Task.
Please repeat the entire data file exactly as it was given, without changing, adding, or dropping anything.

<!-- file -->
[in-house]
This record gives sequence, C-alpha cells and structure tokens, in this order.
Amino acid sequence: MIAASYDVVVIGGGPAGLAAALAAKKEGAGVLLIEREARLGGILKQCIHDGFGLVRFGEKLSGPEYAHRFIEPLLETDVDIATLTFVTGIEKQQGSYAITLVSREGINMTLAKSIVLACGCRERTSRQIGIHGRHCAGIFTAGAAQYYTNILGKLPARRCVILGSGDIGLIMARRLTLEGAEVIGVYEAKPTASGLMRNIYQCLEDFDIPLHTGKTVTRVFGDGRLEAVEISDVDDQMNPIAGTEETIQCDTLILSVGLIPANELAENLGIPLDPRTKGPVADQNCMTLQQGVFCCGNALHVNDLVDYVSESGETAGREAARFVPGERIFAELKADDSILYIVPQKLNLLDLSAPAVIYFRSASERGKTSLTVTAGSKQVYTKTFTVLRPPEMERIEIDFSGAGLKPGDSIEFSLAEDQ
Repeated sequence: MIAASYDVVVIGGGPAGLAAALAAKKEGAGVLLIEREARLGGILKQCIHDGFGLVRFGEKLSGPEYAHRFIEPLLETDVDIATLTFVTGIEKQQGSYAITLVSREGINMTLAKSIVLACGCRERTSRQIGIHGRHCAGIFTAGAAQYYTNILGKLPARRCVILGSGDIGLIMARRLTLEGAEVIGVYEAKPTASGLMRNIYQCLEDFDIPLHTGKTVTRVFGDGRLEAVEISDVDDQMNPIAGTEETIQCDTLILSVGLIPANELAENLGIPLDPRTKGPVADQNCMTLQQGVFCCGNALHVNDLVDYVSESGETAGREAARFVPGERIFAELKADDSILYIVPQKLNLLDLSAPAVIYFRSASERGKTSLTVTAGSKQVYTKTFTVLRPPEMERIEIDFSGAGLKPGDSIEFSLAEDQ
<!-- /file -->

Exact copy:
[in-house]
This record gives sequence, C-alpha cells and structure tokens, in this order.
Amino acid sequence: MIAASYDVVVIGGGPAGLAAALAAKKEGAGVLLIEREARLGGILKQCIHDGFGLVRFGEKLSGPEYAHRFIEPLLETDVDIATLTFVTGIEKQQGSYAITLVSREGINMTLAKSIVLACGCRERTSRQIGIHGRHCAGIFTAGAAQYYTNILGKLPARRCVILGSGDIGLIMARRLTLEGAEVIGVYEAKPTASGLMRNIYQCLEDFDIPLHTGKTVTRVFGDGRLEAVEISDVDDQMNPIAGTEETIQCDTLILSVGLIPANELAENLGIPLDPRTKGPVADQNCMTLQQGVFCCGNALHVNDLVDYVSESGETAGREAARFVPGERIFAELKADDSILYIVPQKLNLLDLSAPAVIYFRSASERGKTSLTVTAGSKQVYTKTFTVLRPPEMERIEIDFSGAGLKPGDSIEFSLAEDQ
Repeated sequence: MIAASYDVVVIGGGPAGLAAALAAKKEGAGVLLIEREARLGGILKQCIHDGFGLVRFGEKLSGPEYAHRFIEPLLETDVDIATLTFVTGIEKQQGSYAITLVSREGINMTLAKSIVLACGCRERTSRQIGIHGRHCAGIFTAGAAQYYTNILGKLPARRCVILGSGDIGLIMARRLTLEGAEVIGVYEAKPTASGLMRNIYQCLEDFDIPLHTGKTVTRVFGDGRLEAVEISDVDDQMNPIAGTEETIQCDTLILSVGLIPANELAENLGIPLDPRTKGPVADQNCMTLQQGVFCCGNALHVNDLVDYVSESGETAGREAARFVPGERIFAELKADDSILYIVPQKLNLLDLSAPAVIYFRSASERGKTSLTVTAGSKQVYTKTFTVLRPPEMERIEIDFSGAGLKPGDSIEFSLAEDQ